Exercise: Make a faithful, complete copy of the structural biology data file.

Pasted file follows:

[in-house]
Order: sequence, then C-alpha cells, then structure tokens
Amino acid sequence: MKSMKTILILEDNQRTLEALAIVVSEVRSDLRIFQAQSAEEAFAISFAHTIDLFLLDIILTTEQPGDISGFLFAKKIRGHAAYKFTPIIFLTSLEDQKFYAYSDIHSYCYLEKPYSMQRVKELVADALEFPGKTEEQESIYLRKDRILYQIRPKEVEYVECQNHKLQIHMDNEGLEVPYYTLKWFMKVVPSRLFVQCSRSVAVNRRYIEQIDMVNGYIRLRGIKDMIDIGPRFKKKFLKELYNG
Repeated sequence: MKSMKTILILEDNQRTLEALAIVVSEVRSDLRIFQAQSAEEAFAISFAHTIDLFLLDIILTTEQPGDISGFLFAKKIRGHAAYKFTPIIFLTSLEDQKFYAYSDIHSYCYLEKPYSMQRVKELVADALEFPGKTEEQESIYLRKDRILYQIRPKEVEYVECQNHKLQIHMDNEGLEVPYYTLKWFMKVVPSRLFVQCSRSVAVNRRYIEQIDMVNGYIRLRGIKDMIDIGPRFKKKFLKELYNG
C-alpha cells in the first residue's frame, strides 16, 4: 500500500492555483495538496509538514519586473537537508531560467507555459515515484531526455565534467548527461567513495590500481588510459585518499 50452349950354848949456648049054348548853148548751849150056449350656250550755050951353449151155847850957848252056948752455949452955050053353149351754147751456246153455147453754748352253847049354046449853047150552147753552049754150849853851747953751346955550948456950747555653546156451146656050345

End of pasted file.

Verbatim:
[in-house]
Order: sequence, then C-alpha cells, then structure tokens
Amino acid sequence: MKSMKTILILEDNQRTLEALAIVVSEVRSDLRIFQAQSAEEAFAISFAHTIDLFLLDIILTTEQPGDISGFLFAKKIRGHAAYKFTPIIFLTSLEDQKFYAYSDIHSYCYLEKPYSMQRVKELVADALEFPGKTEEQESIYLRKDRILYQIRPKEVEYVECQNHKLQIHMDNEGLEVPYYTLKWFMKVVPSRLFVQCSRSVAVNRRYIEQIDMVNGYIRLRGIKDMIDIGPRFKKKFLKELYNG
Repeated sequence: MKSMKTILILEDNQRTLEALAIVVSEVRSDLRIFQAQSAEEAFAISFAHTIDLFLLDIILTTEQPGDISGFLFAKKIRGHAAYKFTPIIFLTSLEDQKFYAYSDIHSYCYLEKPYSMQRVKELVADALEFPGKTEEQESIYLRKDRILYQIRPKEVEYVECQNHKLQIHMDNEGLEVPYYTLKWFMKVVPSRLFVQCSRSVAVNRRYIEQIDMVNGYIRLRGIKDMIDIGPRFKKKFLKELYNG
C-alpha cells in the first residue's frame, strides 16, 4: 500500500492555483495538496509538514519586473537537508531560467507555459515515484531526455565534467548527461567513495590500481588510459585518499 50452349950354848949456648049054348548853148548751849150056449350656250550755050951353449151155847850957848252056948752455949452955050053353149351754147751456246153455147453754748352253847049354046449853047150552147753552049754150849853851747953751346955550948456950747555653546156451146656050345